Not for a moment do I want to knock democracy, or suggest we were dealing with a community unaware of 21st Century technology or people incapable of making their opinions clear. Quite the contrary. What we heard most often was, “We know what we want!” And they did. Like any consumer buying his first high-tech device, when you start with nothing, but you know what’s out there, you want the very best.

The valuable lessons we learned in this moderate sized (5 million people) community will inform our work going forward for decades to come.

What has been your experience with proving healthcare technology works? Where have you started the process?

Why Hybrid Cloud Makes Sense for Government

Rob Silverberg

Rob Silverberg

Industry Director, Public Sector, Information Intelligence Group - EMC

Government agency technology decision makers are currently in a difficult position.  Government workers desire to access their work files from mobile devices and fromSynP9 multiple home and work locations. They also need to be able to share files easily with coworkers. So these workers look for a one-off way to share files and may leverage consumer cloud based file storage systems. These consumer file sharing systems seem like the quick fix, however, that choice can lead to data security risk and loss of control of confidential information managed by the government agency.

The growing pressure to provide an agency sanctioned cloud file sharing solution leads technology decision makers to look at purchasing cloud file storage. This leads to a second challenge. Once a cloud file sharing solution is purchased and made available to end users, the agency must still protect confidential constituent data, so they often mandate that no confidential data be stored in the cloud based file share. The ongoing risk is that it relies on the user to make the right choice on what is appropriate for sync and share.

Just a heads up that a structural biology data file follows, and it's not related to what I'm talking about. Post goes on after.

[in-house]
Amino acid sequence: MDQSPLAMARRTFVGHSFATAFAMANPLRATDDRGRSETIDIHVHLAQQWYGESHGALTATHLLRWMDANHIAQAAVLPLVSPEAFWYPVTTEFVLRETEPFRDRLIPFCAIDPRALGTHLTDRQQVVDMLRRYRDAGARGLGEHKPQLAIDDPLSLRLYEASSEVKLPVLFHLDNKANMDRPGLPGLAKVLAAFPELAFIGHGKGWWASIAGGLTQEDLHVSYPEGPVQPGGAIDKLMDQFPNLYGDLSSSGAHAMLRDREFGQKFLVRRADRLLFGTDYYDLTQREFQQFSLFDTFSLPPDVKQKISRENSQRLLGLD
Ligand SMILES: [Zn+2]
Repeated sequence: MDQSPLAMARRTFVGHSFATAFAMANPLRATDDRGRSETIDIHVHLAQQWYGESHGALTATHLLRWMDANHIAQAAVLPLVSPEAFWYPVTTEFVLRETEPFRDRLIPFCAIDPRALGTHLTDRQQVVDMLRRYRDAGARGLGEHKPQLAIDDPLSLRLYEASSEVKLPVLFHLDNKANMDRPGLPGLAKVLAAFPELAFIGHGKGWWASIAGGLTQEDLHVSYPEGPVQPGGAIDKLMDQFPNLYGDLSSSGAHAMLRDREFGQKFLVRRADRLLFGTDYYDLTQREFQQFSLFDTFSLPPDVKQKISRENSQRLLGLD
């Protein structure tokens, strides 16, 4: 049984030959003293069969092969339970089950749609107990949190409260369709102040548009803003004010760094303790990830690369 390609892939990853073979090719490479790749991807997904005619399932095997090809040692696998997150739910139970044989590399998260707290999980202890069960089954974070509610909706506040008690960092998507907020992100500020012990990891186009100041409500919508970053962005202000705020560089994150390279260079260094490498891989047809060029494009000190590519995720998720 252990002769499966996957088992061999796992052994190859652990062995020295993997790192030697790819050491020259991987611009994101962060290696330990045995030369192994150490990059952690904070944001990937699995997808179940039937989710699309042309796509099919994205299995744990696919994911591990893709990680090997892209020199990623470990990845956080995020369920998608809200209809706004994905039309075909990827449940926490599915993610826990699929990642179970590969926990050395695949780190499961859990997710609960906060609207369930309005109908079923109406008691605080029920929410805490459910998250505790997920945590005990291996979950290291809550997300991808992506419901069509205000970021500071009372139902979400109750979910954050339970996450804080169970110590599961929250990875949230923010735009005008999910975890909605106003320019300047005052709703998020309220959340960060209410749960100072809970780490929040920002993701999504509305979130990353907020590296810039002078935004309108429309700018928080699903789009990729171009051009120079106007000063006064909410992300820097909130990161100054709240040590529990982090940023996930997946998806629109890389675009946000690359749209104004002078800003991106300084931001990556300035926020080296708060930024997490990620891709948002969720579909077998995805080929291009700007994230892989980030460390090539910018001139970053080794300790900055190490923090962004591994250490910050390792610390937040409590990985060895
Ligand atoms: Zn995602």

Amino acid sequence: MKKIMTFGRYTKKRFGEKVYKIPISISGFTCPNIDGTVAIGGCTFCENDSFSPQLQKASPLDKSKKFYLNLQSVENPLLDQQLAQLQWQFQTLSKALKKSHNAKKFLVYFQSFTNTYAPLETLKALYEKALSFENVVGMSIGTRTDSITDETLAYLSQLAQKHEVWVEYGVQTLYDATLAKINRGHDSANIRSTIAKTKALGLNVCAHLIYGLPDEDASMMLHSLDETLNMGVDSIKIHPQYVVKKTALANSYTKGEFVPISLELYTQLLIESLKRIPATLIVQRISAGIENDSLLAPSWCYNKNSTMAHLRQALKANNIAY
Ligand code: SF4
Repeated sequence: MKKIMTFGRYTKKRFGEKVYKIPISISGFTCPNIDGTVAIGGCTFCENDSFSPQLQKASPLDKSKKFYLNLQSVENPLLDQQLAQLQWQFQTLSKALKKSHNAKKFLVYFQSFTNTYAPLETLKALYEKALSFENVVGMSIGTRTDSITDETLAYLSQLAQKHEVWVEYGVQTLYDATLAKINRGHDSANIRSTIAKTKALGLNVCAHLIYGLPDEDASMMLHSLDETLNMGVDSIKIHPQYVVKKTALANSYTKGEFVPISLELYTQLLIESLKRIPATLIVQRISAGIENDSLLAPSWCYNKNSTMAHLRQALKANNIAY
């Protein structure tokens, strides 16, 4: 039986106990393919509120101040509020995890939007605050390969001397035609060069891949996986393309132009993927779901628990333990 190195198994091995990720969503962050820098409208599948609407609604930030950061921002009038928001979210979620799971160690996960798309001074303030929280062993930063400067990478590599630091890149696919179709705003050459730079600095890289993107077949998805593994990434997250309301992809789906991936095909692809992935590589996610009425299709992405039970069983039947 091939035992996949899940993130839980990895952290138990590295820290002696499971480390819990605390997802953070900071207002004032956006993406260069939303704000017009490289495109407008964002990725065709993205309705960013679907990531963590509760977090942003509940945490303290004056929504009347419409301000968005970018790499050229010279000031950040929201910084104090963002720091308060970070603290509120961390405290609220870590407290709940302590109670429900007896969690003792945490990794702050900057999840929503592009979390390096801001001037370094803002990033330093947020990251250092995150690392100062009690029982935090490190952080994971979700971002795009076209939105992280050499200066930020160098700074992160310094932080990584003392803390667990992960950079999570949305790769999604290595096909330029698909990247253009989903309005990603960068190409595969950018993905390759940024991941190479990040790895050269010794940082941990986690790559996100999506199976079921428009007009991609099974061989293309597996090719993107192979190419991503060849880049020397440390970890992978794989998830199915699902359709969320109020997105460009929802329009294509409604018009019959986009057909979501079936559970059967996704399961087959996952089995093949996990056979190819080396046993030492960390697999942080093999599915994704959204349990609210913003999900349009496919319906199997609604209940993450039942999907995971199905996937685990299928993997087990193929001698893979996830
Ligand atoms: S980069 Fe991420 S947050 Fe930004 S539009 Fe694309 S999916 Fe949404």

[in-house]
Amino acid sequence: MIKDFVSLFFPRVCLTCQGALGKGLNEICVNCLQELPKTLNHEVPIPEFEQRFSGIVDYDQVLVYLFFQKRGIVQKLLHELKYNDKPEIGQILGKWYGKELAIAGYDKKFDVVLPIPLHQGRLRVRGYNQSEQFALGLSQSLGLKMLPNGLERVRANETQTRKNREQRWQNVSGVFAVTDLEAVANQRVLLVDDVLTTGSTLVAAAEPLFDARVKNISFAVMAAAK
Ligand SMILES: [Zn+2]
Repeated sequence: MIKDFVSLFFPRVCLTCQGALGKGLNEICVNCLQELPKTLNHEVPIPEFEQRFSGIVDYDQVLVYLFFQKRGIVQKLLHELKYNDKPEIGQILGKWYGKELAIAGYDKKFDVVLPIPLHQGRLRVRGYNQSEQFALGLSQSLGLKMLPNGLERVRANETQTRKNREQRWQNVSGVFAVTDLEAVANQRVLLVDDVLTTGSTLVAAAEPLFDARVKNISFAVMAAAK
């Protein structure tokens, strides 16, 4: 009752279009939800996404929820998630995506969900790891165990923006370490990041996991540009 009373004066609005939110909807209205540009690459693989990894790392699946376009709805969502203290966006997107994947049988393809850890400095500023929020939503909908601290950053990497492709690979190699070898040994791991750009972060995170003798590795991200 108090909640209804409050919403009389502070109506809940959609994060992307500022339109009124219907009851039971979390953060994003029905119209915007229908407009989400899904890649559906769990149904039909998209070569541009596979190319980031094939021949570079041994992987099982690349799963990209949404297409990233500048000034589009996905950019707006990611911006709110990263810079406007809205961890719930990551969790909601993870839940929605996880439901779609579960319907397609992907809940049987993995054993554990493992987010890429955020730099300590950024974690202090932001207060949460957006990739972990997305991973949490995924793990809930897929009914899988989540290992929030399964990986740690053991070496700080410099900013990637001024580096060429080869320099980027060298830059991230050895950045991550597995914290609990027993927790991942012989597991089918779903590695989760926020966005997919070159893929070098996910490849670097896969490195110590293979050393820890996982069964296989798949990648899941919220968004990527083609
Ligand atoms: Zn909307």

In 2013, there were at least 1,367 confirmed data breaches, according to Verizon, and over 63,000 “security incidents,” which include everything from catastrophic leaks to a breach that “compromises the integrity, confidentiality, or availability of an information asset.” Of those, governments around the world accounted for nearly 13% of confirmed breaches and a whopping 75% of “incidents.”